Yesterday evening I was driving back to Sydney after working at a medical clinic in Newcastle. I was looking forward to listening to the CDs I had specifically selected for the two and a half hour journey home but before I could press play, the first CD jammed and I couldn’t get it to work. Nor could I remove it. No rhyme, no reason, no sound. I was not happy. My mind slipped into a woeful litany of everything else that had gone wrong in the last week along with the unending chores that loomed ahead. I was getting less and less happy with each passing kilometre.
Suddenly I noticed the lush green valley on either side of the road and it interrupted my ridiculous moaning. Out of the blue I decided to play a game with myself. I would go through each letter of the alphabet and find a word that represented a reason to be grateful. For instance:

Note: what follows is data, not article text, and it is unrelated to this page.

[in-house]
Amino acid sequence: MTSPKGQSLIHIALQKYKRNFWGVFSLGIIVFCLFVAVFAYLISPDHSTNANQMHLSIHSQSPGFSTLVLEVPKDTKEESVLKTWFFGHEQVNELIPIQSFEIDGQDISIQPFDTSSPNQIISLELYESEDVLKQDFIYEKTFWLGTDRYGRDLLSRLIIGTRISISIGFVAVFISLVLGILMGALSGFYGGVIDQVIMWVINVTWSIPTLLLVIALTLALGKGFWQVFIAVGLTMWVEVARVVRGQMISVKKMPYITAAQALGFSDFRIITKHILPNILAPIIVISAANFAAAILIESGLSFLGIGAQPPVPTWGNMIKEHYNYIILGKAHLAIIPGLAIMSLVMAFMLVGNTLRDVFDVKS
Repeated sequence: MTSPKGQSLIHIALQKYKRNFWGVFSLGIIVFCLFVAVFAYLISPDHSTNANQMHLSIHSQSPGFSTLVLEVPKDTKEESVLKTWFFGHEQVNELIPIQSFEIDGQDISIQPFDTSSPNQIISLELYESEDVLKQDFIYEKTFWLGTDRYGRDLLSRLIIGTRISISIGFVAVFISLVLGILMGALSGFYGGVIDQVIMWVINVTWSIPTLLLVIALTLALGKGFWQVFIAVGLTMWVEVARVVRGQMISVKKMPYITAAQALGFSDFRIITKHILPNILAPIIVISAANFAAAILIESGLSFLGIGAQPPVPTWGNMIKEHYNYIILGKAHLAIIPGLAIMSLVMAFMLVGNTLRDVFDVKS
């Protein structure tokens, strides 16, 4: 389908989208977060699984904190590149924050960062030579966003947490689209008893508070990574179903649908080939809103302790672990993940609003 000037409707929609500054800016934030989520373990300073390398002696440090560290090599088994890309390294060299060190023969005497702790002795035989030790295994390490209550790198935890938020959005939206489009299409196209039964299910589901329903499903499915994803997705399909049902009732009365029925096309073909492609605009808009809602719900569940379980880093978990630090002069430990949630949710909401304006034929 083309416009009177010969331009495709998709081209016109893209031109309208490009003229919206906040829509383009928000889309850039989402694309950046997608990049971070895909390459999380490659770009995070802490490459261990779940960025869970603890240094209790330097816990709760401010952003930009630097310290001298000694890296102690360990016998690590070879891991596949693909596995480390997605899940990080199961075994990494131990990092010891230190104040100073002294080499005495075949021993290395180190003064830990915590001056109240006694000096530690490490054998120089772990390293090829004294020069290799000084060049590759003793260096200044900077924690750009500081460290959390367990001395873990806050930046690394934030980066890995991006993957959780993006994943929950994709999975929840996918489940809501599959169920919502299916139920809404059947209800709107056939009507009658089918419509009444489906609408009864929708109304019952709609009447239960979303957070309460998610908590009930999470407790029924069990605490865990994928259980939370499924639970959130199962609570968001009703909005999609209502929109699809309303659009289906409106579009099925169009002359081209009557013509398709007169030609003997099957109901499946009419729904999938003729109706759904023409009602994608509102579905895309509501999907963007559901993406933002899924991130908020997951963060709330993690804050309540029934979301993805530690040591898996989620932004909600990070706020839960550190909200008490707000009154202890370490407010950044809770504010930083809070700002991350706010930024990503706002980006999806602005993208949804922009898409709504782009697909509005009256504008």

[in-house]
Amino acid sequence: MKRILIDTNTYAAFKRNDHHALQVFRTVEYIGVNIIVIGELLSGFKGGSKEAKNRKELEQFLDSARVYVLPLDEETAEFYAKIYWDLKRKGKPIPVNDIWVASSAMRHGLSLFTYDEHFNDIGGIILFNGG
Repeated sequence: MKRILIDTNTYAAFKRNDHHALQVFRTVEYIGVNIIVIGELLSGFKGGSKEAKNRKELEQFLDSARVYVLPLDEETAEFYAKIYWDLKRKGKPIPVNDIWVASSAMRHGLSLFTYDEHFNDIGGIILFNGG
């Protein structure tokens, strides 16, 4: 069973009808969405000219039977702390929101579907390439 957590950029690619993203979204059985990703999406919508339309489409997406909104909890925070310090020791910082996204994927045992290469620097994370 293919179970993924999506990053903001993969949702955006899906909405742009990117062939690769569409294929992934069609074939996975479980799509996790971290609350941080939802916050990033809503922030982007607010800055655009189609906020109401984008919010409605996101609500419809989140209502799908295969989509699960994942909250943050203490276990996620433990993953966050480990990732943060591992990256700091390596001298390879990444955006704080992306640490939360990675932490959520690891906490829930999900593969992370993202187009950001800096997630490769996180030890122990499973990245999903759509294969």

I felt incredibly grateful that I lived in Australia. (My parents migrated here when I was four years old.)
I was grateful that I had a healthy body.
I was enormously grateful that I lived in a society that afforded me choices about how I wanted to live.
I was very grateful that I had a Dad who loved me.
All the way to Z: I’m grateful I have the zeal to go back to A and find another 26 reasons to be humbly grateful! And so it went for two more rounds of the alphabet. I was reminded of the French mathematician and philosopher, Blaise Pascal when he wrote ‘Little things comfort us because little things distress us.’
By the time I arrived home I had gone from grumpy to giving. Nothing had changed in my life except the dialogue in my head.
Even though feeling grateful seems like a self-focused activity, it actually inspires us to give to others. When we realise how much we have, it fuels us to reach out and help other people.